In any city, a lake or even ponds of smaller size are always the center of attraction. Ahmadabad has its own Kankaria lake. Chandigarh has Sukhna lake. In fact Chandigarh’s creator Le Corbusier, when he designed this city, wanted to build a city integrated with a water body or a lake. Some cities are much more luckier. They have several of these water bodies and that too, which were created naturally much before the city came into being in that place. Famous garden city of Bengaluru in south India is one such city, which has several lakes and ponds within the city limits itself.
During late 1060’s, when I studied in that lovely city, I still remember some fabulous excursions made by myself along with my class friends around the the city. One of my favourite places was the Ulsoor lake. Located on the eastern side of the city, it is spread over 50 Ha and has number of small islands within. I remember vividly, how we used to rent a small boat from a club on the shore and puddle to one of these small islands to spend a lazy Sunday afternoon chatting with friends. Even the famous Cubbon Park of Bengaluru, right in the middle of the city, has a beautiful lotus pond.
During last two decades, as Bengaluru grew by leaps and bounds, the famed natural air conditioning of the city, it’s environment, weather, rain fall pattern, almost everything has changed for the worst. Gone were the days of a city, where mornings could be spent in the Coffee house on MG road, animatedly discussing some issue or other and lazying around some garden in the afternoons. Bengaluru became a modern metropolis with inherent crowds, dirt and sleaziness. This change for the worst naturally also affected Bengaluru’s famed lakes and ponds. These water bodies started dying when decomposing dead matter started adding up in the waters along with pollutants, dust and grime and even solid waste matter. The health authorities then started pumping large amounts of DDT (dichlorodiphenyltrichloroethane) onto the water bodies, which effectively got transferred into the ecosystem. The water quality of most of the lakes thus became dangerous for fish and all such aquatic living beings.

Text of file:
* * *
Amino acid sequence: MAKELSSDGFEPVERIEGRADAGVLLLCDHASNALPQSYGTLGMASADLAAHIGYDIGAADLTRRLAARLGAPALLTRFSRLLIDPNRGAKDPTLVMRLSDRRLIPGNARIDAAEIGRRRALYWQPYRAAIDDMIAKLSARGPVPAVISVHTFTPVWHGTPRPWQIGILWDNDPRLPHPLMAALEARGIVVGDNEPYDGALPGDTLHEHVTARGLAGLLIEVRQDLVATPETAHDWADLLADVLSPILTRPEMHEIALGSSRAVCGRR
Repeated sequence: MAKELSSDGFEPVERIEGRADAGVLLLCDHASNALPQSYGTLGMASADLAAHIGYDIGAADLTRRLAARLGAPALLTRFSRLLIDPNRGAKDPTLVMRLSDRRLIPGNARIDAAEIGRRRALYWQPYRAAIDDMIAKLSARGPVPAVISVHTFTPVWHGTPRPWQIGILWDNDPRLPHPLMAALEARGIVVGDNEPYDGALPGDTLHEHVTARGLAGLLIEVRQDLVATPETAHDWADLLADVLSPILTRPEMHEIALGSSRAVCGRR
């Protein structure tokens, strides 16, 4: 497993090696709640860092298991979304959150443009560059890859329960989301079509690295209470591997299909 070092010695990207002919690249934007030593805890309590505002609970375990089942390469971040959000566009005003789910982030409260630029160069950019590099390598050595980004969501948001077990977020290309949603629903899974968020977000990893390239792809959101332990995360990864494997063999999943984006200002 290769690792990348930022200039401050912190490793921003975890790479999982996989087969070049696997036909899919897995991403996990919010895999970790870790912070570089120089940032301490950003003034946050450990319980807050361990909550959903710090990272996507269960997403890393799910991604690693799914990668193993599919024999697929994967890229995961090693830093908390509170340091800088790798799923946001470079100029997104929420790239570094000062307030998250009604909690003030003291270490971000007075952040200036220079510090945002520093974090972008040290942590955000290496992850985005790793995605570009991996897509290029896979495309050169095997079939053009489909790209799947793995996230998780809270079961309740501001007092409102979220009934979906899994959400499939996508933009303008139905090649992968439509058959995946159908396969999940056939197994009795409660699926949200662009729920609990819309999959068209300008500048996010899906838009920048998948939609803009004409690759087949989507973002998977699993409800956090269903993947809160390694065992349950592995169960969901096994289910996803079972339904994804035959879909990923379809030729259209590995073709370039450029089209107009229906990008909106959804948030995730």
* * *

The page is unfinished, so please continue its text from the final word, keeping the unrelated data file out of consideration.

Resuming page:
Fortunately for the city, the State Horticulture Department hit upon an idea to restore the water bodies with microbial treatment, in collaboration with a private firm, sometime in 2009. The Ulsoor lake was tried first that year. The methodology is called ‘ The effective microbe (EM) technology ‘ and consists of spraying the water bodies with several breeds of live microbes, including yeast and photosynthetic bacteria, that react with the decomposing or dead matter and break it down. The effect becomes apparent within 2 or 3 weeks, when the stinky odour emitted near the water bodies starts reducing. emitted by the substance. The technology can even break down solid waste.
The stench-filled water of the Ulsoor lake became deodorised with the first trial using 1,500 litres of the solution on November 28, 2009. Twenty days later, the slime disappeared with the second operation, using 3,000 litres of the microbe solution. The activated microbes, when poured into the water, eat into the black sludge which clogs the walls of drains and mosquito larvae, thus solving two problems in one shot. After seven weeks of treatment, biodegradable waste converts to organic manure which can be used by farmers The Ulsoor lake would need several more phases of EM solution treatment before the lake can be declared pollution free.
The private firm was then asked to clean up Anjanapura junkyard as an example. The firm’s spokesman says proudly that “We cleaned up the smell there in 45 minutes.” Encouraged by the results so far, State Horticulture Department, again with the help of the same private firm, launched a project recently to clean up the lotus pond in Cubbon Park. The water from this pond eventually flows to Bal Bhavan in the park and is also used for gardening outside the park. The results are expected in next 2 or 3 weeks. After this period, smaller increments of ‘Effective Microbe’ technology dosages would have to be given to maintain the results.
According to the firm’s spokesperson, this EM technology was developed by the Japanese and has been successfully put to use in New Delhi and Tamil Nadu among other places to treat the waste water and solid waste. It is also quite economic to use this solution. The Cubbon park lotus pond would need about 25 to 50 liters of the dosage with average cost of just Rupees 50 per liter.
In India most of the city lakes and ponds are facing similar problems. It may be worth while investigating this microbe approach and make the bugs work to clean up the water bodies.